TDD -> You implement your code incrementally as you implement the test
Mocks -> You implement your mock incrementally as you implement your tests.
TDD & Mocks -> You implement your mocks, tests and code in lock-step increments.

If you understand how to do TDD, then extend your 30-second loop to include the mock!
Finally
If you are finding that your Mocks are causing excessive amounts of clutter, then the most likely cause is that you're trying to re-use your Mocks for multiple Tests. I have found this to be bad practice, the same way that sharing test data in tests is bad (I hope that this is common knowledge). Each test should have it's own copy of it's test data and it's own copy of any mocks that it relies on. I hope from the example above you can see why this is required.

Please be aware that I am NOT talking about mocking a database. While database mocking is an important thing to do, these mocks are less of a mock and more of a standard, well known set of data that whole-system testing can use. I personally don't like that they are called mocks - it causes confusion when trying to discuss this topic.

Thanks,
Ben Seidel.


P.S.
Another really good FFF, Kovarex. Thanks for taking the time to write that all up.

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Re: Friday Facts #366 - The only way to go fast, is to go well!

Post by zOldBulldog »

LOL, I haven't played factorio in over a year but I could not resist replying when I saw the topic. And I do plan to return to the game soon.

I have been designing applications for decades and my version of "The only way to go fast, is to go well!" is "Slow down! Because I am in a hurry!". It is counter-intuitive but so true.

In my case I got lucky and early in my career I came across a project where I was the only developer, the product was a prototype/"proof of concept" we'd received and that management in their "wisdom" had decided to use in real life. So, at first they'd come to me about 3 times a month and say "I need you to make this change, in max 3 days, or we'll lose the chance at a $300million transaction."

It meant working continuously for at least 48 hours (no sleep) to get it done. Also, my management was extremely against making more changes than necessary, so anything that I did to improve the base code had to be snuck in without them noticing.

The magic formula I came up with was that if I could make the change a little more generic but only add maybe 10-20% of time and effort I would go for it. And little by little it reduced the number of changes needed for new transactions because my recently enhanced code would already handle more and more of the new ideas they'd come up with. A year later I'd be making just one change for every 30 new types of transactions and after showing to my management that my changes directly earned them about $15mil in net profits I got the biggest raise of my life.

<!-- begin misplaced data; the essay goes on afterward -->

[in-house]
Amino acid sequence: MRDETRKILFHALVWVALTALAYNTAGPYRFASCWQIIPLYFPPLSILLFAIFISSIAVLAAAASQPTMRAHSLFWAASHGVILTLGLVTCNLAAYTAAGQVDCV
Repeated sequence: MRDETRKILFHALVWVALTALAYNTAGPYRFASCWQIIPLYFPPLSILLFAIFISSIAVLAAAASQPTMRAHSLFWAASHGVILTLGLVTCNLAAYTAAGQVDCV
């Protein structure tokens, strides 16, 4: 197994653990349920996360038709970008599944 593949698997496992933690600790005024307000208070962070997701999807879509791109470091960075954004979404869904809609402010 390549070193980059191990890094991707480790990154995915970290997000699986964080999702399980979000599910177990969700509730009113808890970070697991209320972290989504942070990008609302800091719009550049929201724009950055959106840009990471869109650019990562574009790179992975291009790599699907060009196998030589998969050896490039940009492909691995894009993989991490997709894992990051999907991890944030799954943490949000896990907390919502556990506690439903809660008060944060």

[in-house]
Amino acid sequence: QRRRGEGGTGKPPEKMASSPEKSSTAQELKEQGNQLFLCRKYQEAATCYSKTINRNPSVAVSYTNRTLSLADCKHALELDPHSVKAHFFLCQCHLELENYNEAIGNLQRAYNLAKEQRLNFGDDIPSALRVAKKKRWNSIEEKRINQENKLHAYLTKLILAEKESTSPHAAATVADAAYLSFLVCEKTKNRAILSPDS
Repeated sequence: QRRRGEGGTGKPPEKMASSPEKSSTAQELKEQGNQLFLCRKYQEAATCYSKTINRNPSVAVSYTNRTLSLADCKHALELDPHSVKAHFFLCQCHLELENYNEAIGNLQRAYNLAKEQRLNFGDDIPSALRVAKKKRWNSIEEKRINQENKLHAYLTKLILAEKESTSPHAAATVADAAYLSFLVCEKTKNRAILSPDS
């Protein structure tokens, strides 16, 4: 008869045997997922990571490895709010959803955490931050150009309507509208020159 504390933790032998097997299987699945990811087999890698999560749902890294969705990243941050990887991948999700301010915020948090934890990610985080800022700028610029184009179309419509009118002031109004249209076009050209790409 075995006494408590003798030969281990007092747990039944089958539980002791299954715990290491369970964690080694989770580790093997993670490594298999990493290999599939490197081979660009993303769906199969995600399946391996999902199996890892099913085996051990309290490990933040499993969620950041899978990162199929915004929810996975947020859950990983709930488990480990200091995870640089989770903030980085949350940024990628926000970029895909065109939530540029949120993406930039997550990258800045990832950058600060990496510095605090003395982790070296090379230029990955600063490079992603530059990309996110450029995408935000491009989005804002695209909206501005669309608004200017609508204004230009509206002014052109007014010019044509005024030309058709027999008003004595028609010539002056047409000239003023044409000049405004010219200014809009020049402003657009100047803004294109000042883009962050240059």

This of course set me on a lifetime path of finding better ways of doing things. At every job and project I'd improve the reusable framework, classes and design patterns I'd use. By now about 90% of any of my new projects code is already written and extremely stable, apps rarely break (although my main job is writing new applications, I also do tier 1,2 and 3 support for well over 50 apps but since they almost never break I don't mind), when a problem happens the apps automatically email me (or preferably the people that support whatever caused the break - like a network or database failure) so that issues are fixed before they are even reported and quite often apps allow users to self-support and fix their own issues, and most importantly... although my bosses think I am working like crazy I really made it so that I can handle the workload with very little effort. In other words, I worked hard to make it so that I could later enjoy a very lazy lifestyle :)


Moral of the story:

Yes, pausing to make bug fixes and refactoring is good, and certainly better than the typical approaches done by developers.

But you can go one step further and make continuous bug fixing, refactoring and anticipating issues part of the habits and culture. Just put a tiny bit of extra effort each time you fix something with an eye on making things easier later, and before you know it... you'll have fewer things breaking and existing code becoming easier and easier to work on.
Last edited by zOldBulldog on Mon Jun 21, 2021 4:21 pm, edited 1 time in total.

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Re: Friday Facts #366 - The only way to go fast, is to go well!

Post by FrodoOf9Fingers »

Thanks for the posting! I shared it with many of my coworkers at my fintech company, and there was a strong show of gratitude for it. Always great to see the struggle towards progress rather than just the end result.

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Re: Friday Facts #366 - The only way to go fast, is to go well!

Post by DraculBloodaxe »

So I happen to have have watched GiantGrantGames do his 24hours, all starcraft missions twitch stream this weekend (before reading this FFF).
And in the stream they mentioned a saying from the Navy Seals which I feel is quite similar to "The only way to go fast, is to go well!".
That saying is "Slow is smooth and smooth is fast".
Found it interesting that I encountered both of these in such a relatively small amount of time.
Guess life is trying to teach me an important lesson ;)

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Re: Friday Facts #366 - The only way to go fast, is to go well!